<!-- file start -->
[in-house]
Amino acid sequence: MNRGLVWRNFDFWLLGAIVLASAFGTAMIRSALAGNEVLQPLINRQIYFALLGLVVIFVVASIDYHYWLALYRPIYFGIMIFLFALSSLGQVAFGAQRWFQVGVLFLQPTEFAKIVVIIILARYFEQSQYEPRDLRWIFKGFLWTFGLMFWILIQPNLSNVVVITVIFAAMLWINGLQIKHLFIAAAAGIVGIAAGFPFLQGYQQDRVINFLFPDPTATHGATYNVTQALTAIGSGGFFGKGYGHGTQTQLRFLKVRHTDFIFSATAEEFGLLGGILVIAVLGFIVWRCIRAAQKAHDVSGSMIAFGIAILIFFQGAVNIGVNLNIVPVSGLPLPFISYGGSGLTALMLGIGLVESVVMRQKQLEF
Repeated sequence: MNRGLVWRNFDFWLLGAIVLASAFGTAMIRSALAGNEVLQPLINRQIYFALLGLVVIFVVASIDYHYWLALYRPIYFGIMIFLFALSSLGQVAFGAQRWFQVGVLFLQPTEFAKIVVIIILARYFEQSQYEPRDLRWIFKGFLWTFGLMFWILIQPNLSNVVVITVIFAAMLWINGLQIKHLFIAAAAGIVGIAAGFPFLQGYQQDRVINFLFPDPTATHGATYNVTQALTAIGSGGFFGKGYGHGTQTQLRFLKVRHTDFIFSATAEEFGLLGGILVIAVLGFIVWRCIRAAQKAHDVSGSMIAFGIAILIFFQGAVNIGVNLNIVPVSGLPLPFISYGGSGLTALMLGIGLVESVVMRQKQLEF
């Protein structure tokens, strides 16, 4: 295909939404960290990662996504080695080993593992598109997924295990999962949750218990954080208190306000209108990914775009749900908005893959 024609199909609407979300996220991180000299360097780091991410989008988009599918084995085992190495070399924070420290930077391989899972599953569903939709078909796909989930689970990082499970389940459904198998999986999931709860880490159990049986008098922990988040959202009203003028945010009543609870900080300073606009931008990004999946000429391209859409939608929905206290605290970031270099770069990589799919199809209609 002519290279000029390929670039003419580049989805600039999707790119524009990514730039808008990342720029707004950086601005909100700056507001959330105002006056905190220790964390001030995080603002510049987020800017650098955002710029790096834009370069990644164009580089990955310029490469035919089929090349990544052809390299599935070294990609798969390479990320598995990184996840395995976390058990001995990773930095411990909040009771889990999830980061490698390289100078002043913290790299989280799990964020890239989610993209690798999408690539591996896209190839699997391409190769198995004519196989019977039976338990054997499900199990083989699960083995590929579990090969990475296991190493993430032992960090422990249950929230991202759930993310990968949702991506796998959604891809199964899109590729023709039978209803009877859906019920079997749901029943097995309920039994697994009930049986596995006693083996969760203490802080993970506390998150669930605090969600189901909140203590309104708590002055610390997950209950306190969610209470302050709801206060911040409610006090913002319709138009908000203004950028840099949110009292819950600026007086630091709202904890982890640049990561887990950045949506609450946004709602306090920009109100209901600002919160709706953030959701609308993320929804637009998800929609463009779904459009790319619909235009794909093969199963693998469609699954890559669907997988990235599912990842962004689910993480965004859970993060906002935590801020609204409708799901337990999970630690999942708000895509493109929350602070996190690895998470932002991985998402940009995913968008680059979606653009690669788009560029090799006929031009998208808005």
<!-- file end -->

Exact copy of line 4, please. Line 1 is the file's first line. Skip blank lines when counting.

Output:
């Protein structure tokens, strides 16, 4: 295909939404960290990662996504080695080993593992598109997924295990999962949750218990954080208190306000209108990914775009749900908005893959 024609199909609407979300996220991180000299360097780091991410989008988009599918084995085992190495070399924070420290930077391989899972599953569903939709078909796909989930689970990082499970389940459904198998999986999931709860880490159990049986008098922990988040959202009203003028945010009543609870900080300073606009931008990004999946000429391209859409939608929905206290605290970031270099770069990589799919199809209609 002519290279000029390929670039003419580049989805600039999707790119524009990514730039808008990342720029707004950086601005909100700056507001959330105002006056905190220790964390001030995080603002510049987020800017650098955002710029790096834009370069990644164009580089990955310029490469035919089929090349990544052809390299599935070294990609798969390479990320598995990184996840395995976390058990001995990773930095411990909040009771889990999830980061490698390289100078002043913290790299989280799990964020890239989610993209690798999408690539591996896209190839699997391409190769198995004519196989019977039976338990054997499900199990083989699960083995590929579990090969990475296991190493993430032992960090422990249950929230991202759930993310990968949702991506796998959604891809199964899109590729023709039978209803009877859906019920079997749901029943097995309920039994697994009930049986596995006693083996969760203490802080993970506390998150669930605090969600189901909140203590309104708590002055610390997950209950306190969610209470302050709801206060911040409610006090913002319709138009908000203004950028840099949110009292819950600026007086630091709202904890982890640049990561887990950045949506609450946004709602306090920009109100209901600002919160709706953030959701609308993320929804637009998800929609463009779904459009790319619909235009794909093969199963693998469609699954890559669907997988990235599912990842962004689910993480965004859970993060906002935590801020609204409708799901337990999970630690999942708000895509493109929350602070996190690895998470932002991985998402940009995913968008680059979606653009690669788009560029090799006929031009998208808005």